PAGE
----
That morning at home began much like the delirious days preceding it: a 7:30am awkward and anxious tandem nursing, followed by double baby burping and dual diapering. As a first-time mom, I was adrift in the new-parent paranoia and hyper analysis of every hiccup and twitch -- and yet simultaneously entranced by each finger movement and chest-inflating breath, times two.
In true Elizabeth Kubler-Rossian mode, my embarrassing, sleep-deprived first thought was that surely, the poor pilot must have been killed -- entirely in denial that the hub of American business was undoubtedly populated with unsuspecting workers already seated at their desks for the morning. The commentators were reporting the damage was likely caused by a small plane...perhaps a privately owned Cessna. Never, never did I think for a solitary second the inferno we were all beholding was an intentional impact. An intentional impact. Before that day, unimaginable.
Minutes later, as we watched, the second plane, looking nothing like a Cessna, plowed headlong into the South Tower. From upstairs I screamed, "Honey! Someone needs to call the air traffic controllers in NYC! Somehow they're misdirecting planes into the buildings...another one just hit! Another one just hit!"
Unaffected by the tag team of horror and twin-delivery intensified hormones, and nowhere near as naive as I, my husband knew to come upstairs and explain what was by then terrifyingly obvious to his -- and most other Americans' -- eyes. An attack, here in America.
Chaos and conflicting stories prevailed that morning. Tales of upwards of 50 planes unaccounted for and potentially in enemy hands. White powder delivered to government offices. Estimates of potentially 10,000 dead. Military planes being scrambled. The President was in Florida. The White House and Capitol were being evacuated. A third plane, and the Pentagon -- less than 10 miles away from my childhood home -- was in flames. The hijacked Flight 93 went down in Pennsylvania...charred earth the only remnant.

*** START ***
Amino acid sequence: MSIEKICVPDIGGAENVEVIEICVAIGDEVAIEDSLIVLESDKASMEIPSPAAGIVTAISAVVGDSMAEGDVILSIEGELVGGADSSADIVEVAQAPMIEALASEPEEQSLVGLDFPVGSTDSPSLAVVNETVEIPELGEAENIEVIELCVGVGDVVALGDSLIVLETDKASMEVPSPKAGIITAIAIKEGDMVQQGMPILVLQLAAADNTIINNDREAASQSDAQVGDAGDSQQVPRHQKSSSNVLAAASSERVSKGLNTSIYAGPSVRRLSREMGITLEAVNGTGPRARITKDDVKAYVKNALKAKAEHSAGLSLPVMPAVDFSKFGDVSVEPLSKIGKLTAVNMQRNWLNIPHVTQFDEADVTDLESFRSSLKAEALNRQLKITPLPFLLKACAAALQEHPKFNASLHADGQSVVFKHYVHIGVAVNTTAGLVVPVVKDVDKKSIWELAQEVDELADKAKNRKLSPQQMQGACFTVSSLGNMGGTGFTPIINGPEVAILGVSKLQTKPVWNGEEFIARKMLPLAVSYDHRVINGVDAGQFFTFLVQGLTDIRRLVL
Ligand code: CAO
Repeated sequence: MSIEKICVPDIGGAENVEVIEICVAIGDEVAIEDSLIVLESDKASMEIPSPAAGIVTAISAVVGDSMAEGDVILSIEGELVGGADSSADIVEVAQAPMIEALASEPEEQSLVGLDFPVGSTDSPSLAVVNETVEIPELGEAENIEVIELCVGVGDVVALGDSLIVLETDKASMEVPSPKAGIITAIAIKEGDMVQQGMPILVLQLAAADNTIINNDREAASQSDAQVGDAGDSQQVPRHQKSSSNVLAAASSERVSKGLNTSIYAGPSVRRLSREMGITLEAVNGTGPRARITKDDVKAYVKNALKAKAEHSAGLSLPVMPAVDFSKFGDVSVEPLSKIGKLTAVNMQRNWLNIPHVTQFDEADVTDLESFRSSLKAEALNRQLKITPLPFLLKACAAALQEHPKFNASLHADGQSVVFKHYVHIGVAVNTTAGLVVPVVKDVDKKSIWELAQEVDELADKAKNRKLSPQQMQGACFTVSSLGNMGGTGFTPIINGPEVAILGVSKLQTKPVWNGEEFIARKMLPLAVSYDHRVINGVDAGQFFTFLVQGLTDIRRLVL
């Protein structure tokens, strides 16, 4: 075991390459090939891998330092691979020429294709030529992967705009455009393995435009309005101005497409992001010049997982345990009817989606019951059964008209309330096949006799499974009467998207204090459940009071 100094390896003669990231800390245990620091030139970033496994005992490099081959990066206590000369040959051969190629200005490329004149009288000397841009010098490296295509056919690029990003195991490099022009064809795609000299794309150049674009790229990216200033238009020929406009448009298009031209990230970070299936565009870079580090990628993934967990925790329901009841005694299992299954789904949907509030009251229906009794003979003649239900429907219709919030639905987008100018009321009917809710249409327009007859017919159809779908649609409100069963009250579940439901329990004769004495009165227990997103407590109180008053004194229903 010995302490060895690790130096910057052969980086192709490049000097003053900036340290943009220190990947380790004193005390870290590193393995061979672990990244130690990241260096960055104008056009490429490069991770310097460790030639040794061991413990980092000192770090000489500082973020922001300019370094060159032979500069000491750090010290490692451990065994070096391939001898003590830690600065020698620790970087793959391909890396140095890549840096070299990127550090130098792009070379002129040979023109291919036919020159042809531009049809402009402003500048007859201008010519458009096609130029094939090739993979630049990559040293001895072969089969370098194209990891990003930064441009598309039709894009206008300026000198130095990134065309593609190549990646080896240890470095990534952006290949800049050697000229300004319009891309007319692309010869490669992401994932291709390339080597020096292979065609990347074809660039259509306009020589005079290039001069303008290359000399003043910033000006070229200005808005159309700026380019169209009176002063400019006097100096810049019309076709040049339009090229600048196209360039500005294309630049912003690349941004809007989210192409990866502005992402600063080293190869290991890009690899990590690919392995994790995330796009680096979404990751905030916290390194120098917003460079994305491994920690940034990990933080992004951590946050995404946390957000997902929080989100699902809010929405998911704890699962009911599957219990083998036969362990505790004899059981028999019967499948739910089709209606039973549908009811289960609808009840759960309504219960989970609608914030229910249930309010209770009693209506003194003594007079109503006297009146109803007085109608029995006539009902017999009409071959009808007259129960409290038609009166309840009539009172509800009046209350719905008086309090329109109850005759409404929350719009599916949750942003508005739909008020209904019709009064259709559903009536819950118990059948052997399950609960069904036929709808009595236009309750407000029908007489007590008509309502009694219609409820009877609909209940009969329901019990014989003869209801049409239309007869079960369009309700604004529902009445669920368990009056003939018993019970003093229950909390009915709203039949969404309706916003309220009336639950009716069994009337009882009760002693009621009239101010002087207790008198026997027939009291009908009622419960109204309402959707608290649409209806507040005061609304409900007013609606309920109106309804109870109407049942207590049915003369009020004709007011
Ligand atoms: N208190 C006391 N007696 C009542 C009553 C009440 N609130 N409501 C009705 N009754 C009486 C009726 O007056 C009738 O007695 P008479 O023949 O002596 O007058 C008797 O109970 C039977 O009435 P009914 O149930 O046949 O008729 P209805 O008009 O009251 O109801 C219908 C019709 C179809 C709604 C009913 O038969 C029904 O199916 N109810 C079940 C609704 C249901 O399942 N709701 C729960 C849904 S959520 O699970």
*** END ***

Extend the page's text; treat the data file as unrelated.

Within hours, New Yorkers rapidly produced flyers with photos of smiling dads, moms, sons and daughters that were hung all over the city. They were held aloft for the television cameras so that someone, anyone, might recognize the person pictured and provide the reassuring news so prayerfully sought. News that with each passing minute was increasingly unlikely to be heard. Hope-fueled optimism reigned - and slowly, against its will, waned -- in the first 24, and 48, then 72 hours. The round-the-clock rescue efforts yielding way too few -- hardly any -- occupants for the recovery areas staffed and waiting nearby.
The most rote of routines became less mundane. 3000+ families started September 11th as if it were any other day. Re-evaluation of even the most miniscule, theretofore taken for granted aspects of day to day life seemed in order. As I dried myself after a shower, newly acquainted with the word "Taliban," I couldn't help but imagine how grateful an Afghani woman might be for my warm, thick towel. Something that could be used for far more virtuous purpose than merely wicking away the moisture from a freshly-clean new mother. An Afghan mother might have nothing in which to swaddle her newborn baby. What if a woman in this horridly repressive culture had twins? How were those women there envisioning our lives? The concept and purpose of a burqua was (and is) difficult for me to understand. In those first days with our new babies, unashamedly, I found myself not only immodestly "uncovered," but frequently bare from the waist up. Did that mean that I, a new mother of beautiful, pure, innocent twins, would be viewed as immoral? Whorish? Incomprehensible beliefs so varied from our own...felt so very passionately, that dispassionately, murderous evil could be enacted under the misguided assignation of martyrdom.